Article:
[conspire] gigabit for linux?
rick at linuxmafia.com
Fri Feb 21 04:47:56 PST 2003
Quoting Tom Macke (macke at scripps.edu):
> I want to make an upgrad to my little home Linux cluster that is
> 1. a little too ambitious for someone with my level of Linux
> system chops
> 2. a bit involved to expect to do at an install fest.
> Here's the scoop:
> I have 4 CPU cluster 2 750MHz laptops, 1 750Mhz tower and one 2.26GHz
> tower on one of those 8 port 10/100 Base/T cable/router/switches.
> The 2.26GHz has a 120GB disk nfs mounted to the to the other 3 and does
> double duty for MPI jobs as both boss (node-0) and a worker.
> I use this "cluster" (pushing it I know) to develop codes that are used to
> search Genbank for RNA 2d structures. Genbank is big (90GB and growing)
> and while none of the 3 750Mhz nodes can consume data at 100Mbps speed,
> the 3 of them taken together can consume data faster than the 100Mbps the
> nfs server can send to the switch.
> So, what I want to do is:
> 1. Get a new 2+GHz box and install in my n/w (No problem here)
> 2. Convert that 750MHz tower box to a gigabit server. The plan would
> be to move that 120GB drive from the 2.26GHz box (will still have an
> 80GB) and add another such drive so that there were 2*120GB on hda and
> hdc. Plus add a gigabit card, etc, etc. And this is what I know I'm
> not ready to do by myself.
> Any suggestions? My consulting budget is not large, buts its not zero
> either, especially if I could help and thus learn a bit more of this
In order to properly research your question, I went straight to a friend
of mine who's an expert on clusters. I sent him a short e-mail inquiry,
and then sat back and waited for the expected outpouring of wisdom.
Guess what? Here's the exchange:
>> What do you recommend that people use currently, in the way of GigE
>> (copper) NICs, on Linux?
> You know, I haven't found the answer to that yet. Right now I'm
> thinking that just getting mobos integrated with GigE is probably the
> best solution, but I don't really have any numbers to back that up.
Bah. So much for consulting the experts. Not a super-useful answer,
but he does sort of have a point, though: A bit of casual study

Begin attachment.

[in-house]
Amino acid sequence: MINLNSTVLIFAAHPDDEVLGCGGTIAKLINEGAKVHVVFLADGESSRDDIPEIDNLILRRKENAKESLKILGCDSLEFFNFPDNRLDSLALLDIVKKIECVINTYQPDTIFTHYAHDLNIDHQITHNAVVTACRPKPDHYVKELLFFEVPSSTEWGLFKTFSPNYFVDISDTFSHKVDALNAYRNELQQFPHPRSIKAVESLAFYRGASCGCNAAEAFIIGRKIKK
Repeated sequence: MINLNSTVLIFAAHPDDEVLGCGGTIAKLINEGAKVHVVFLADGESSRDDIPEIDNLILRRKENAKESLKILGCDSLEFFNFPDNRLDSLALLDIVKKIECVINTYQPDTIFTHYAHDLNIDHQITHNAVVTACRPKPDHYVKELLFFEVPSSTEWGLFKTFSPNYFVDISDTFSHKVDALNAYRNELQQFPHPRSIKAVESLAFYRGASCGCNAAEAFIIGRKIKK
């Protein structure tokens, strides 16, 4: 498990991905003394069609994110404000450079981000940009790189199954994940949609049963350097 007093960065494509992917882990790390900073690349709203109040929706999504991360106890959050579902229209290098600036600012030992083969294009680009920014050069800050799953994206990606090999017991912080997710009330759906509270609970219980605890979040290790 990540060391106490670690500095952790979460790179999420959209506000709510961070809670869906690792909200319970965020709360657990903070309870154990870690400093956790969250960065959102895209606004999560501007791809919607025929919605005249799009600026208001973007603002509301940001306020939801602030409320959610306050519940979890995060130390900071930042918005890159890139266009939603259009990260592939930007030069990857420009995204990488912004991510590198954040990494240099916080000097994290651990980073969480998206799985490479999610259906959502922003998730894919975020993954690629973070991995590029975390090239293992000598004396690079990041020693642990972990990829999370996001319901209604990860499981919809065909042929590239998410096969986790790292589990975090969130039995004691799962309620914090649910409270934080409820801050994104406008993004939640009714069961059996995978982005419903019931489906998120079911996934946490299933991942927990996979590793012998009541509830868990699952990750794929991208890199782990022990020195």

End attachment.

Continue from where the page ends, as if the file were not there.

confirmed that one of the issues with GigE adapters is bus throughput:
The PCI-card versions divide into high and so-so performance categories,
according to whether they're 64-bit or 32-bit cards. Obviously, putting
them on the motherboard will both remove this problem and lower costs.
Of course, if you're using existing motherboards, this isn't an option.
Another fact to note is that there will be serious CPU loading. PII
boxes might end up being CPU-bound, which is otherwise almost unheard of
among Linux systems. Since the most common application of GigE is in
computational clusters, those machines would have _two_ heavy draws on
CPU capacity. Anyhow, assuming you are _not_ running CPU-bound, your
GigE throughput onto the wire may top out at 30-55 megabytes/sec,
depending on the card. MTU (maximum transmission unit) will, as I'm
sure you know, need to be upped considerably: MTU = 6000 is pretty
common, or even 9000 aka "jumbo".
Let me put the last and best first. Here's a list of very useful links,
resulting from my research:
The first of those URLs is probably best, pertaining to a
well-maintained page of review information on GigE NICs for Linux.
That page (which I found late in my search) almost makes my notes on
GigE chipsets and Linux drivers obsolete, but I offer them below,
Alteon Networks AceNIC, 3Com 3C985 and NetGear GA620 and versions of the
AceNIC Gigabit Ethernet adapter sold by other vendors: driver for
2.2/2.3 kernels, by Jes Sorenson. Carried forward into 2.4 series.
National Semiconductor NS83820 ("Tigon1/Tigon2") chipset; ns83820
driver. Driver was developed at CERN. NetGear GA620 is still probably
the cheapest card. Other cards with this chipset: D-Link DGE500T. SMC
9452TX. Ark Soho-GA2000T. Asante Giganix.
Packet Engines "Yellowfin" GNIC, Driver for kernel versions 2.0.0
through 2.5. Driver was written to support the Beowulf project.
Packet Engines "Hamachi" GNIC-II. Driver for kernel versions 2.0
through 2.3. Driver was written to support the Beowulf project.
www.nersc.gov page clarifies that 2.4.x driver is also available.
Intel Pro/1000 gigabit model 825xx (e1000 driver). Driver is still
available on a third-party basis at Intel, but is now GPLed. Card is
also sold as Compaq NC6xxx/NC7xxx. Often built into motherboards.
64-bit. Inexpensive ($169)! Pretty good performance/stability after
some revisions to the driver software.
SysKonnect. Driver is available both in the standard kernel and from
the company. Very current driver (sk98lin). Expensive cards (64-bit).
Syskonnect SK9821 is far and away the performance champion among all
cards to date -- costs about $570. (At that price, you're almost up
into Myrinet range.)
Altima (nee Broadcom) NetXtreme BCM570x (tg3 driver), sometimes built
into motherboards. Also separate (later) models AC1000/AC9100.
Altima/Broadcom chipset is also used in NetGear GA302T.
3Com 3c996BT. Driver (bcm5700) supplied by 3Com. 64-bit card.
Performance not great.
In short, there seem to be quite a few decent choices in supported
chipsets, with your choice depending on how much you want to spend
and whether you have a 64-bit slot at your disposal. Back at my old
firm, we sold the two Packet Engine cards first. Those were pretty much
the first to be supported on Linux at all. Probably, therefore, they
have the most mature drivers. Later on, we sold quite a few of the
NetGear GA620, which was very popular on account of price.
I've been out of the loop on GigE hardware for a year or so, though, so
part of the point of my research was to verify which cards still have
current Linux drivers (e.g., for Linux 2.4.x). Happily, it seems that
pretty much everything does.
'Hope that helps.
Rick Moen Bu^so^stopu min per kulero.
rick at linuxmafia.com
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